The Container Chronicle Volume 2
When we launched the Container Chronicle newsletter we planned on making this a monthly newsletter to make sure there was enough content to make it a worthwhile read while not making it too long. Well, two weeks later there was so much interesting news even before we covered the KubeCon announcements that we decided to release early.
New Month, New Releases!
Red Hat announced the release of Red Hat Enterprise Linux 7.5 which includes a number of container related improvements including a move to fully support OverlayFS, which becomes the default storage driver for containers, replacing device-mapper. Buildah is now fully supported allowing you to build Docker and OCI compliant container images without the need for any a container runtime and more significantly without any Docker tools. If you are wondering how buildah should be pronounced then you really need to hear it from Red Hat’s Dan Walsh.
Two of the most popular Linux distributions for developers announced major releases: Fedora 28 and Ubuntu 18.04 (Bionic Beaver) which is the latest long term support release from Canonical.
Microsoft announced the general availability of Azure Container Instances (ACI) which were initially previewed in the summer of 2017, allowing users to run containers directly without worrying about the underlying host OS or creating and managing clusters. https://arstechnica.com/gadgets/2018/04/azure-container-instances-bring-serverless-computing-to-containers/
Netflix open sourced their Titus container management platform which is built on top of Apache Mesos. While Titus is designed to be a challenger to Kubernetes in the mainstream market opening up the codebase allows the wider community to benefit from the extensive operational experience that Netflix has codified in Titus.
Digital Ocean announced an early access program for their managed Kubernetes service https://blog.digitalocean.com/introducing-digitalocean-kubernetes/
The Rancher team announced the release of Rancher 2.0 which includes the Rancher Kubernetes engine (RKE) in addition to a unified cluster management system for managing RKE, Google Kubernetes Engine, Azure Container service and Amazon EKS from a single interface. https://rancher.com/blog/2018/2018-05-01-rancher-ga-announcement-sheng-liang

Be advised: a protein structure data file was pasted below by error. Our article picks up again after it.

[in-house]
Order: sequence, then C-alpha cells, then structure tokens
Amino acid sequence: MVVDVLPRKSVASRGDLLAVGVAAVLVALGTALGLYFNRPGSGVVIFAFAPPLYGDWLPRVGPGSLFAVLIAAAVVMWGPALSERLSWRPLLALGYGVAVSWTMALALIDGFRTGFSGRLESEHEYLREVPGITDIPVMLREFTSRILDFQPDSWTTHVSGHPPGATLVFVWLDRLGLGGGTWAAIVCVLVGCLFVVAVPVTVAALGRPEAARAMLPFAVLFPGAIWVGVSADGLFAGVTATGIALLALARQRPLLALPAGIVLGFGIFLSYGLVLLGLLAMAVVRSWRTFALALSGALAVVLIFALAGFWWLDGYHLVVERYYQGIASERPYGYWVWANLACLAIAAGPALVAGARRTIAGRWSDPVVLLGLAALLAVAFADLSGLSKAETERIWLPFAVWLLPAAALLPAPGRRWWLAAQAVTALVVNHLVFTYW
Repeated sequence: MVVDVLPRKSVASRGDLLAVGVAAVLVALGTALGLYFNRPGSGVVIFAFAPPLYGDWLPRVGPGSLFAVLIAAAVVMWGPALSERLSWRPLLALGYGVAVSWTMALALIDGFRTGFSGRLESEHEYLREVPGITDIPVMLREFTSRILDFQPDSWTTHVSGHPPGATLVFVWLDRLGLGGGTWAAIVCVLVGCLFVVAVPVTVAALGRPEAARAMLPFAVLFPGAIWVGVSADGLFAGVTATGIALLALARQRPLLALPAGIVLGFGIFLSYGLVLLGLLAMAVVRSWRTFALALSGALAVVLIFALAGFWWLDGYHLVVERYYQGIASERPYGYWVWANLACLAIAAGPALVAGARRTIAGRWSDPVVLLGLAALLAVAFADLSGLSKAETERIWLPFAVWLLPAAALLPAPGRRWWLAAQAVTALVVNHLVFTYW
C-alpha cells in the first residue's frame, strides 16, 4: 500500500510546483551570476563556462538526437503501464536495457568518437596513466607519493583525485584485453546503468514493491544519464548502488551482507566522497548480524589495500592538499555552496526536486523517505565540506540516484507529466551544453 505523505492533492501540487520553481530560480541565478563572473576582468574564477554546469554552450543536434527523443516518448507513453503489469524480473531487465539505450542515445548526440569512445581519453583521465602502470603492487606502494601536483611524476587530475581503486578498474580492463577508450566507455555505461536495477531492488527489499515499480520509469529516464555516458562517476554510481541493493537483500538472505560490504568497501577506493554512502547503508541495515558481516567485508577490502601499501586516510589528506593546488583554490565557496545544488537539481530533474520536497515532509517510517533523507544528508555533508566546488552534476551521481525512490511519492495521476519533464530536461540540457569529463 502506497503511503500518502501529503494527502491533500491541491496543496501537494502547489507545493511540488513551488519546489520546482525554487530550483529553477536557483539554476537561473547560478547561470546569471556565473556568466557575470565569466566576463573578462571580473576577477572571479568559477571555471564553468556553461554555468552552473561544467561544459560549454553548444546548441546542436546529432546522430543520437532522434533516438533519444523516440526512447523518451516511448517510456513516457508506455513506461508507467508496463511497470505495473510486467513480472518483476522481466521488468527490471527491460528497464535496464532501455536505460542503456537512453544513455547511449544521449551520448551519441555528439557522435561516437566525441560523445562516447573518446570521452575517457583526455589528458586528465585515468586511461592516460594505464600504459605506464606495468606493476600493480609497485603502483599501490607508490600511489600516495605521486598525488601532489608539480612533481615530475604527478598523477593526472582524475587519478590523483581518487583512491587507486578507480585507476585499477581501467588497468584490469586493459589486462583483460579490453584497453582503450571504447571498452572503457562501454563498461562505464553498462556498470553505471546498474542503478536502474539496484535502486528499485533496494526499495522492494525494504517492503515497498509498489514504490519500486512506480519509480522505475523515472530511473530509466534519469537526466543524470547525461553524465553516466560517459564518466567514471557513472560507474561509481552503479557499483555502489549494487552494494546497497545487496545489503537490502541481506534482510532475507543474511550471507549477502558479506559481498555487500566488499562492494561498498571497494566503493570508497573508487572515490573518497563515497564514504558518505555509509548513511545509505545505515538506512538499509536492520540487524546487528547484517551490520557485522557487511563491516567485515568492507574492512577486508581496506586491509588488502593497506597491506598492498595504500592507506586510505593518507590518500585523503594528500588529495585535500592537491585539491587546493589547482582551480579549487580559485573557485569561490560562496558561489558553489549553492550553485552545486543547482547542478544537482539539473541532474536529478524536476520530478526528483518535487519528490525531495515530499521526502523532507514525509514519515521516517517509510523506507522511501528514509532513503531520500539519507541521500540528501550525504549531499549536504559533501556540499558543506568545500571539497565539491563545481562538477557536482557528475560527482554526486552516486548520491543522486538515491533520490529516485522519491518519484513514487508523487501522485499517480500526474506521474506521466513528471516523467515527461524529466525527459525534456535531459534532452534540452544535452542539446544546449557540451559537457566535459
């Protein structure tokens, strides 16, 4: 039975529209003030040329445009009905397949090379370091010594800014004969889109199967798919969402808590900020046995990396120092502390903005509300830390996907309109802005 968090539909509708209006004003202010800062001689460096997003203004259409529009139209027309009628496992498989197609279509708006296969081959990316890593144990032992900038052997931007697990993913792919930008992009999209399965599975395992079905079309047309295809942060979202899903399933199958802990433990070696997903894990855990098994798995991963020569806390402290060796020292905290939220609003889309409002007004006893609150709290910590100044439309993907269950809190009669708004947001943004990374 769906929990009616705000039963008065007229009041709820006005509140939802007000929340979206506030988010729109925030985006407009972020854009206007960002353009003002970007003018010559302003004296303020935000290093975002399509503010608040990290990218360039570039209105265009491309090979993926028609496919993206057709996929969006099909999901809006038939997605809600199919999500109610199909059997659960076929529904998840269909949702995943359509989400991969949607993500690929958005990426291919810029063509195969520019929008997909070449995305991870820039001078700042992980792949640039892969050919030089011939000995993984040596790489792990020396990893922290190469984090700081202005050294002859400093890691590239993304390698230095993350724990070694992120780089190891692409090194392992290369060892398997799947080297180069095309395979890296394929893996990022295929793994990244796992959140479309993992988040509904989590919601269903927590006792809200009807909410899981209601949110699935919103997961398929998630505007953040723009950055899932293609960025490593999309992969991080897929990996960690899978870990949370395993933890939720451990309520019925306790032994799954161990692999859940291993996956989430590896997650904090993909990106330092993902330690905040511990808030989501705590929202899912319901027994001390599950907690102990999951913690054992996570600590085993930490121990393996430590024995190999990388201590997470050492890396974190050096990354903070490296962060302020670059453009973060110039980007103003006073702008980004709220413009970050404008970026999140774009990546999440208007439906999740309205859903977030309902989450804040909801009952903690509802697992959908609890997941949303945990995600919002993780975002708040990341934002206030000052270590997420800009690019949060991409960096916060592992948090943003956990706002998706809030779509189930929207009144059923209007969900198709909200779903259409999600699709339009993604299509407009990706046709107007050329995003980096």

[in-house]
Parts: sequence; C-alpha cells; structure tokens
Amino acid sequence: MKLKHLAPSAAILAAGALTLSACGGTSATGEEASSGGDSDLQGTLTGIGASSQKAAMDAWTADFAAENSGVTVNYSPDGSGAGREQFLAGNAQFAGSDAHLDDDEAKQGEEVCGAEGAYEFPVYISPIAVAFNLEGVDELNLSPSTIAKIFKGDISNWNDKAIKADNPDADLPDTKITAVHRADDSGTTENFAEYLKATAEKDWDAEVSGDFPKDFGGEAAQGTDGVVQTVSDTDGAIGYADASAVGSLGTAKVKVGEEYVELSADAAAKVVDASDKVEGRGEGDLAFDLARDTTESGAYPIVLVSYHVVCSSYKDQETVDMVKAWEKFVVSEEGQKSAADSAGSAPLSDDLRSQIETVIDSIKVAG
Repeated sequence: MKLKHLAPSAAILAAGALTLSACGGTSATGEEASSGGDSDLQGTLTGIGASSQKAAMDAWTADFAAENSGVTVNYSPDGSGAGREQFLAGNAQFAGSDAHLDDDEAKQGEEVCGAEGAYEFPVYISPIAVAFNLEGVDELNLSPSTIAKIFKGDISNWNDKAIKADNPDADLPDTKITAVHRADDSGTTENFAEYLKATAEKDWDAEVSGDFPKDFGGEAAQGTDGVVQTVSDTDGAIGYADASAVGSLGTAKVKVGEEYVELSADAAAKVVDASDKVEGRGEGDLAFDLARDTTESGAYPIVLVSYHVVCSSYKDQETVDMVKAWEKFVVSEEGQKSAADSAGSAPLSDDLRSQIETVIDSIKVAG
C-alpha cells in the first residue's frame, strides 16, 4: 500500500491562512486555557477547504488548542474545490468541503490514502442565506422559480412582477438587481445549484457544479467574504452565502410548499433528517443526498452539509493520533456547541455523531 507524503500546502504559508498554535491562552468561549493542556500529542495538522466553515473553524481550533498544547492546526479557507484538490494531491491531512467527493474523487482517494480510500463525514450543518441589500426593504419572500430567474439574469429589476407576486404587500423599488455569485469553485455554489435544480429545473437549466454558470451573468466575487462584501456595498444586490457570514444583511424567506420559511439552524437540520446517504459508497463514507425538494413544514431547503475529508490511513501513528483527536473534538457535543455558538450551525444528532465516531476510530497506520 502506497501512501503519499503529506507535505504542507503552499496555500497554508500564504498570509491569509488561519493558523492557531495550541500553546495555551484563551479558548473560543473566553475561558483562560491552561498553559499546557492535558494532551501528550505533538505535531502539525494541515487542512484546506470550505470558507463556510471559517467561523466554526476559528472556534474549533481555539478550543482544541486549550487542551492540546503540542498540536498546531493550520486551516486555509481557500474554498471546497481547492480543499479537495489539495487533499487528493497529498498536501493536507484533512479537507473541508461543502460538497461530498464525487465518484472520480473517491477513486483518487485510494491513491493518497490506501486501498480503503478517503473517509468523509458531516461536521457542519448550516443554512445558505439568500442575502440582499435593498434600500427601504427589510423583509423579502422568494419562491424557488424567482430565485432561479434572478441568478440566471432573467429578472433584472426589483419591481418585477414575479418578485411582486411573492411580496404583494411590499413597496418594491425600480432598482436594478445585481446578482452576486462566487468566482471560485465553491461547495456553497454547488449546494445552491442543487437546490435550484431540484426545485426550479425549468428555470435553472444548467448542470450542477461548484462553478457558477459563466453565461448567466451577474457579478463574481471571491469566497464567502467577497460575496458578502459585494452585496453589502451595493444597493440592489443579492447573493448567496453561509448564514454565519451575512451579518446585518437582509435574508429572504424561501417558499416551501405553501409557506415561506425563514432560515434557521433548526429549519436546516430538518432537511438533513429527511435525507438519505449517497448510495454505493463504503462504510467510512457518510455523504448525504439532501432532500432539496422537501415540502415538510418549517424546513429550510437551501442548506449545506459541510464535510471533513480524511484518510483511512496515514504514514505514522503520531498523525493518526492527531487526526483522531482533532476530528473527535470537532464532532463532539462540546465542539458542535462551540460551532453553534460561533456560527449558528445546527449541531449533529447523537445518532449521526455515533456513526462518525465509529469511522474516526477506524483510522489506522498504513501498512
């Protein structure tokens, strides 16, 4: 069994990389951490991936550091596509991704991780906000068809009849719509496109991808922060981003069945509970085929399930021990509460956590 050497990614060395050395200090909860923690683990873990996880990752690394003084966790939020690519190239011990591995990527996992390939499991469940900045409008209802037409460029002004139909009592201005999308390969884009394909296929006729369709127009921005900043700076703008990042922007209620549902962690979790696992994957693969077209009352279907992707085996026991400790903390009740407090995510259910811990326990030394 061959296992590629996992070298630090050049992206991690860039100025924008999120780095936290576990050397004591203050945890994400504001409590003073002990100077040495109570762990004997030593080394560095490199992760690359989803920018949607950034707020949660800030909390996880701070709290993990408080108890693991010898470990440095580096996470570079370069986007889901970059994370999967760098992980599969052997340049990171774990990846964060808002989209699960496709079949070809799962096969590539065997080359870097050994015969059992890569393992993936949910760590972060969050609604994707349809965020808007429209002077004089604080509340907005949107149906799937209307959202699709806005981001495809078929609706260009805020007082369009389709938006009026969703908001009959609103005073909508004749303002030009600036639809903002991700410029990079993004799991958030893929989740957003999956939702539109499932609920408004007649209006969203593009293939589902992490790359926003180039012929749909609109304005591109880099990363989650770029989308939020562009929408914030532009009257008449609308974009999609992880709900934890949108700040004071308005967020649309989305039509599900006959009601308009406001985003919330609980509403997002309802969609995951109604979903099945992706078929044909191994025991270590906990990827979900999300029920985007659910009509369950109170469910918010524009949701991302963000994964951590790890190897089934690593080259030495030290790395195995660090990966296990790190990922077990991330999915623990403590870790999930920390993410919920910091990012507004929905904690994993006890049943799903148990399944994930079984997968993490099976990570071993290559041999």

News from KubeCon EMEA
Over 4,300 developers and operators attend KubeCon in Copenhagen and there were a number of exciting announcements including:
Red Hat Operator Framework
The CoreOS team at Red Hat announced the release of the Operator Framework based on the operators concept they introduced in 2016. The Framework provides a toolkit and services to help manage and deploy Kubernetes applications at scale. https://coreos.com/blog/introducing-operator-framework Google had a number of announcements including:
- gVisor a new container runtime designed to provide more isolation that containers but with less overhead than a virtual machine. Unlike The Kata Containers project (previously Intel Clear Containers) which relies on a lightweight virtualization approach, gVisor provides a userspace kernel implementation that exposes most Linux syscalls to the container. https://cloudplatform.googleblog.com/2018/05/Open-sourcing-gVisor-a-sandboxed-container-runtime.html
- The beta release of Stackdriver a Kubernetes monitoring solution that integrates metrics from native Kubernetes sources including metrics, events and logs as well as from Prometheus instrumentation. https://cloudplatform.googleblog.com/2018/05/Announcing-Stackdriver-Kubernetes-Monitoring-Comprehensive-Kubernetes-observability-from-the-start.html
Bitnami announced the 1.0 release of Kubeless, their Kubernetes-native serverless framework in addition to the 1.0 release of Kubeapps which provides a simple way to launch and manager Kubernetes applications using Helm.
Tip: Head over to the Kubeapps public hub to find a simple way to install Anchore Engine http://www.prweb.com/releases/2018/05/prweb15452881.htm
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